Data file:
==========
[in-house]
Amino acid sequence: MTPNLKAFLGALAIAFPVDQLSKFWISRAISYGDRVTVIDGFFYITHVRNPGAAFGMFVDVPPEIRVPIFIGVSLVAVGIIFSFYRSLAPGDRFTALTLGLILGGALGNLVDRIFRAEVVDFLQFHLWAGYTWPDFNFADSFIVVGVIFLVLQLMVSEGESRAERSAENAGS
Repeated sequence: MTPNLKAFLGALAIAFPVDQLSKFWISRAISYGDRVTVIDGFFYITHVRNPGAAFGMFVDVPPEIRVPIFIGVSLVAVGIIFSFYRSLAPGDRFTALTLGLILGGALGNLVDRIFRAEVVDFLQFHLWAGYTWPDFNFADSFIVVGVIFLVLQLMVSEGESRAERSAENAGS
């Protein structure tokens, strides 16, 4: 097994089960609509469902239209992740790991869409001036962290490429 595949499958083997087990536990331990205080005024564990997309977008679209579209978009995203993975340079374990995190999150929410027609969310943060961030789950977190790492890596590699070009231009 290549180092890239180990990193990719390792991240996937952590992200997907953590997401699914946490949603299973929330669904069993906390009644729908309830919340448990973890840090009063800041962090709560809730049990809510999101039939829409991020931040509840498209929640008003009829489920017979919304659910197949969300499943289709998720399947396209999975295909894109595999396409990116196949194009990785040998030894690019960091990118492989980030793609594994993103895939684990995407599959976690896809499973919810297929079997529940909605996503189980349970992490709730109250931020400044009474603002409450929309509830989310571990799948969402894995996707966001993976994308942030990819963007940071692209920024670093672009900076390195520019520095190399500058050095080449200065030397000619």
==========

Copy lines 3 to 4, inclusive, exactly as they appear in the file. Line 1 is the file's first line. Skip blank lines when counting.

Repeated sequence: MTPNLKAFLGALAIAFPVDQLSKFWISRAISYGDRVTVIDGFFYITHVRNPGAAFGMFVDVPPEIRVPIFIGVSLVAVGIIFSFYRSLAPGDRFTALTLGLILGGALGNLVDRIFRAEVVDFLQFHLWAGYTWPDFNFADSFIVVGVIFLVLQLMVSEGESRAERSAENAGS
């Protein structure tokens, strides 16, 4: 097994089960609509469902239209992740790991869409001036962290490429 595949499958083997087990536990331990205080005024564990997309977008679209579209978009995203993975340079374990995190999150929410027609969310943060961030789950977190790492890596590699070009231009 290549180092890239180990990193990719390792991240996937952590992200997907953590997401699914946490949603299973929330669904069993906390009644729908309830919340448990973890840090009063800041962090709560809730049990809510999101039939829409991020931040509840498209929640008003009829489920017979919304659910197949969300499943289709998720399947396209999975295909894109595999396409990116196949194009990785040998030894690019960091990118492989980030793609594994993103895939684990995407599959976690896809499973919810297929079997529940909605996503189980349970992490709730109250931020400044009474603002409450929309509830989310571990799948969402894995996707966001993976994308942030990819963007940071692209920024670093672009900076390195520019520095190399500058050095080449200065030397000619």